Yep, it turns out that your skin has really tiny sensors kind of like the one in front of you—with little muscles to pull up your strands of hair when you’re cold or scared! If you were really hairy, the extra fur length would make you warmer in the cold and make you look much bigger to whatever you were scared of!

We’re going to code up your Temperature Sensor to measure the temperature outside and use it to print how you feel inside!

That makes me feel pretty 🔥

Click NEXT.

Step 3: Build your sensor

Let’s start by connecting up our Temperature Sensor. Remember, the DIGITAL VIEW is a handy dandy way to see the GPIO pin mapping.

Here’s what each of those wires on the sensor connect to:

Red - VCC - 3.3V Power
Black - GND - Ground
Yellow - SCL (Serial Clock Line) - GP21
Green - SDA (Serial Data Line) - GP20

Once you've connected your Temperature Sensor, click NEXT.

Step 4: Create the function

Now that our Temperature Sensor is wired up, let’s think about what we want it to do. Since we want our code to measure the temperature and then return how we feel (in emoji form), we’re going to write a Function. In computer science, this is basically a piece of code that does a specific task and can then output a value. Drag a do something return block from the Function menu out to our workspace. Since the thing we want this block to do is return an emoji, let’s rename it from "do something" to "emoji"

Step 5: Emoji conditional

Remember that functions do a task, and can send back a value, right? In our case, we want the function to read the Temperature Sensor block and return an emoji depending on the temperature.

So if the sensor measures a nice comfortable room temperature between 70-73 degrees Fahrenheit (21-23 Celsius), we want to return a smiley face. How do we code that?

Let’s start by dragging an if _ return block from the Function menu into our emoji function block:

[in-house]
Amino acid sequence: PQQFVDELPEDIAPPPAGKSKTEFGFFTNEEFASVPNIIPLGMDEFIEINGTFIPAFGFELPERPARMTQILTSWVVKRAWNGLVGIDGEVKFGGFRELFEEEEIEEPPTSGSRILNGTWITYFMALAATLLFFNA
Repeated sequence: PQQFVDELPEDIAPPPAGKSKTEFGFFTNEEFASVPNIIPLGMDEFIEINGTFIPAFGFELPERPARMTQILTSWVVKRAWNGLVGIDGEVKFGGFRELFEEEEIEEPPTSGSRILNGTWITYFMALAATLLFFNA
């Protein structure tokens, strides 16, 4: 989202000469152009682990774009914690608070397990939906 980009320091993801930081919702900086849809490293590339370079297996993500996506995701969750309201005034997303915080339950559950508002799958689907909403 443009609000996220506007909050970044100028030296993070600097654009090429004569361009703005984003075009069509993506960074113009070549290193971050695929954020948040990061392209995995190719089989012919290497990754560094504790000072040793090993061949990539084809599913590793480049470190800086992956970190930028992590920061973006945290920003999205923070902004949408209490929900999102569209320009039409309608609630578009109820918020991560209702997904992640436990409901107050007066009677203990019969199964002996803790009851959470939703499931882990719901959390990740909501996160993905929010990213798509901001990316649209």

Click NEXT.

Step 6: It's just logical

Awesome, but let’s think about what temperatures make us ☹ — it’s not just when it’s super hot right? Super cold is pretty bad too.

To be able to code for both of those cases, we want to have an OR Logic statement so we can test two things at once—like is it too hot OR is it too cold?

Drag the _ and _ block from the Logic menu to the if return block and change it from an and to an or:

Click NEXT.

Step 7: Add inequalities

But how do we tell the code which temperatures are in the right range? Let’s tell the code to test whether a statement (like "the temperature is above 73 degrees") is TRUE or FALSE.

Find the _ = _ blocks in the Logic menu and place one before and one after the or Logic block as shown. Change the first = to a ≥ and change the second = to a <.

What do these symbols represent? Why are we using these inequalities in this case?

Step 8: Save that temperature!

But wait, we have our Temperature Sensor connected, shouldn’t we use that measurement somewhere? Why yes, this is where we need to get the measurement from it to test it out!

We need to read the temperature and store it into a variable so we can use it in our function. In the Variables menu, click the Create variable button and name our new variable "the temp".

Then, drag out a set the temp to block and place it at the beginning of the emoji function. Finally, drag a temperature sensor block from the Sensing menu into the set the temp to block:

Click NEXT.

Step 9: Bring in the sensor

We’re really close now, we just need to put the the temp blocks in the right places in the OR logic statement next to the inequalities. Find the the temp block in the Variables menu and drag one to the left of the first inequality and a second to the left of the second inequality:

Click NEXT.

Step 10: Add integer variables